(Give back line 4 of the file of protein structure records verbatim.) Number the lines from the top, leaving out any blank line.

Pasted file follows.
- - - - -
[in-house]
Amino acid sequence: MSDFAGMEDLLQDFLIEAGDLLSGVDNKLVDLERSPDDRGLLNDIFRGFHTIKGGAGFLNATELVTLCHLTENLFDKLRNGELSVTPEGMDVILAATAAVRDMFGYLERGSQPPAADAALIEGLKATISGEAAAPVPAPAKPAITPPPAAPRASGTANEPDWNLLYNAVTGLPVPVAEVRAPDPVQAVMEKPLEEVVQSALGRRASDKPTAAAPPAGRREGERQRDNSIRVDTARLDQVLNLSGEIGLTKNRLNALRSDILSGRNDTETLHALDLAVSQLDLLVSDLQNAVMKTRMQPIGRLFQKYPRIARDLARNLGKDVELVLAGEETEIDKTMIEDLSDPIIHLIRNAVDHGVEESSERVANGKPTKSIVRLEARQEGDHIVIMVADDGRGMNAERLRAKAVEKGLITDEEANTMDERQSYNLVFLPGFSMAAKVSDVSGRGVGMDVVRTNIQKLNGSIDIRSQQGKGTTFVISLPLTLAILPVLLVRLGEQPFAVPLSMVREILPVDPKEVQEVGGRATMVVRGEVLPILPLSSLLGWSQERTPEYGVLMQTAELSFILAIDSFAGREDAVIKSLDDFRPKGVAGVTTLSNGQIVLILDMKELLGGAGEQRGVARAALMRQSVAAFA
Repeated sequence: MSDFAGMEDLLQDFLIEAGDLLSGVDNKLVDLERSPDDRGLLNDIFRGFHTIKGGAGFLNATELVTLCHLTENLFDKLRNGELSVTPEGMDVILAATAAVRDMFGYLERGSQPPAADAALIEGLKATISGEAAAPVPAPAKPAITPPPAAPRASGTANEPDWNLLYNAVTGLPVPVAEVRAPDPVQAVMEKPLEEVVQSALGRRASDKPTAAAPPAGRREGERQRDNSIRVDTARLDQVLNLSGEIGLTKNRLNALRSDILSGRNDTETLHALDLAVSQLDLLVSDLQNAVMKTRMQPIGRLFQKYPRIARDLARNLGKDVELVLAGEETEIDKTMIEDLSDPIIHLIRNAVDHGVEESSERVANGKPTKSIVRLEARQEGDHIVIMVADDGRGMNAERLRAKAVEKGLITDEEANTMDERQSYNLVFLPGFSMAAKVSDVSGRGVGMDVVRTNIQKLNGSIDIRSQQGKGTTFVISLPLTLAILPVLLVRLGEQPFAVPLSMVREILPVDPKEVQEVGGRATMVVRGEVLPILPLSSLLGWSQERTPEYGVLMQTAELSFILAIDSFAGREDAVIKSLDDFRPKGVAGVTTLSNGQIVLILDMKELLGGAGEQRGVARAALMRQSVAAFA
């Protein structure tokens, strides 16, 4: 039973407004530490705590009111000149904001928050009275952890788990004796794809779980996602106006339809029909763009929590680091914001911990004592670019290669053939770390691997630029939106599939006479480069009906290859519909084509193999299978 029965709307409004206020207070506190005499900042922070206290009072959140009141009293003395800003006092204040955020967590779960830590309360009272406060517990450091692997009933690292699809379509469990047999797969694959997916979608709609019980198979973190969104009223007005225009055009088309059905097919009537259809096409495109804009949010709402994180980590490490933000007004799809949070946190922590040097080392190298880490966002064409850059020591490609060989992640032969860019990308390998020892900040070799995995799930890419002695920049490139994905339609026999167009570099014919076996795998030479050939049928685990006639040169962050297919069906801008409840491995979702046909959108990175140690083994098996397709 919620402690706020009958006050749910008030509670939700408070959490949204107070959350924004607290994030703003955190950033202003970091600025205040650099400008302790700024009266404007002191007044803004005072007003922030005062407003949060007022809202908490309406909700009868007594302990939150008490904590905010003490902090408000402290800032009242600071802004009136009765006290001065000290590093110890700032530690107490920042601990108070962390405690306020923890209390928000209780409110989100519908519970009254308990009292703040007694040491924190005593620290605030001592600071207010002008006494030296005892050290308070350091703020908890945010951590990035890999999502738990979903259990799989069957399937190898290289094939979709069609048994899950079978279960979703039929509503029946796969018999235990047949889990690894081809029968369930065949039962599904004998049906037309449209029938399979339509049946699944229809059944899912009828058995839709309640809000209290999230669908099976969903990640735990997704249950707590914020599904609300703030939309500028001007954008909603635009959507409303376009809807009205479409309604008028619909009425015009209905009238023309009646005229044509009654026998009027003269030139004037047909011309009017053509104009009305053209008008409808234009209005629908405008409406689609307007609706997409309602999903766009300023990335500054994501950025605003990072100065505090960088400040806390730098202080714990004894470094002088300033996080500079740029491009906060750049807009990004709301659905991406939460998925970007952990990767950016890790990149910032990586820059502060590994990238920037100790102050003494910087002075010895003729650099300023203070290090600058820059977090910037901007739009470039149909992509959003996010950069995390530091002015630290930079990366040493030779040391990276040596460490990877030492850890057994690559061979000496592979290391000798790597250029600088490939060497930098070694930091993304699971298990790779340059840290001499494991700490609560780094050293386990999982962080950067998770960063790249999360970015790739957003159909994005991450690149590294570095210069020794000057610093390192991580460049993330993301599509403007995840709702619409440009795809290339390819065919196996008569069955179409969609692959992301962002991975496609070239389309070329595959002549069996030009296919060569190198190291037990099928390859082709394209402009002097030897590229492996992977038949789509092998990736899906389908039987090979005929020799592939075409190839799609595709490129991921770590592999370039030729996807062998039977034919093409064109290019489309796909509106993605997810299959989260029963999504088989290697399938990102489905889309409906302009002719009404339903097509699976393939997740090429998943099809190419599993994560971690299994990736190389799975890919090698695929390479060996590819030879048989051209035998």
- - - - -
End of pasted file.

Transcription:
């Protein structure tokens, strides 16, 4: 039973407004530490705590009111000149904001928050009275952890788990004796794809779980996602106006339809029909763009929590680091914001911990004592670019290669053939770390691997630029939106599939006479480069009906290859519909084509193999299978 029965709307409004206020207070506190005499900042922070206290009072959140009141009293003395800003006092204040955020967590779960830590309360009272406060517990450091692997009933690292699809379509469990047999797969694959997916979608709609019980198979973190969104009223007005225009055009088309059905097919009537259809096409495109804009949010709402994180980590490490933000007004799809949070946190922590040097080392190298880490966002064409850059020591490609060989992640032969860019990308390998020892900040070799995995799930890419002695920049490139994905339609026999167009570099014919076996795998030479050939049928685990006639040169962050297919069906801008409840491995979702046909959108990175140690083994098996397709 919620402690706020009958006050749910008030509670939700408070959490949204107070959350924004607290994030703003955190950033202003970091600025205040650099400008302790700024009266404007002191007044803004005072007003922030005062407003949060007022809202908490309406909700009868007594302990939150008490904590905010003490902090408000402290800032009242600071802004009136009765006290001065000290590093110890700032530690107490920042601990108070962390405690306020923890209390928000209780409110989100519908519970009254308990009292703040007694040491924190005593620290605030001592600071207010002008006494030296005892050290308070350091703020908890945010951590990035890999999502738990979903259990799989069957399937190898290289094939979709069609048994899950079978279960979703039929509503029946796969018999235990047949889990690894081809029968369930065949039962599904004998049906037309449209029938399979339509049946699944229809059944899912009828058995839709309640809000209290999230669908099976969903990640735990997704249950707590914020599904609300703030939309500028001007954008909603635009959507409303376009809807009205479409309604008028619909009425015009209905009238023309009646005229044509009654026998009027003269030139004037047909011309009017053509104009009305053209008008409808234009209005629908405008409406689609307007609706997409309602999903766009300023990335500054994501950025605003990072100065505090960088400040806390730098202080714990004894470094002088300033996080500079740029491009906060750049807009990004709301659905991406939460998925970007952990990767950016890790990149910032990586820059502060590994990238920037100790102050003494910087002075010895003729650099300023203070290090600058820059977090910037901007739009470039149909992509959003996010950069995390530091002015630290930079990366040493030779040391990276040596460490990877030492850890057994690559061979000496592979290391000798790597250029600088490939060497930098070694930091993304699971298990790779340059840290001499494991700490609560780094050293386990999982962080950067998770960063790249999360970015790739957003159909994005991450690149590294570095210069020794000057610093390192991580460049993330993301599509403007995840709702619409440009795809290339390819065919196996008569069955179409969609692959992301962002991975496609070239389309070329595959002549069996030009296919060569190198190291037990099928390859082709394209402009002097030897590229492996992977038949789509092998990736899906389908039987090979005929020799592939075409190839799609595709490129991921770590592999370039030729996807062998039977034919093409064109290019489309796909509106993605997810299959989260029963999504088989290697399938990102489905889309409906302009002719009404339903097509699976393939997740090429998943099809190419599993994560971690299994990736190389799975890919090698695929390479060996590819030879048989051209035998």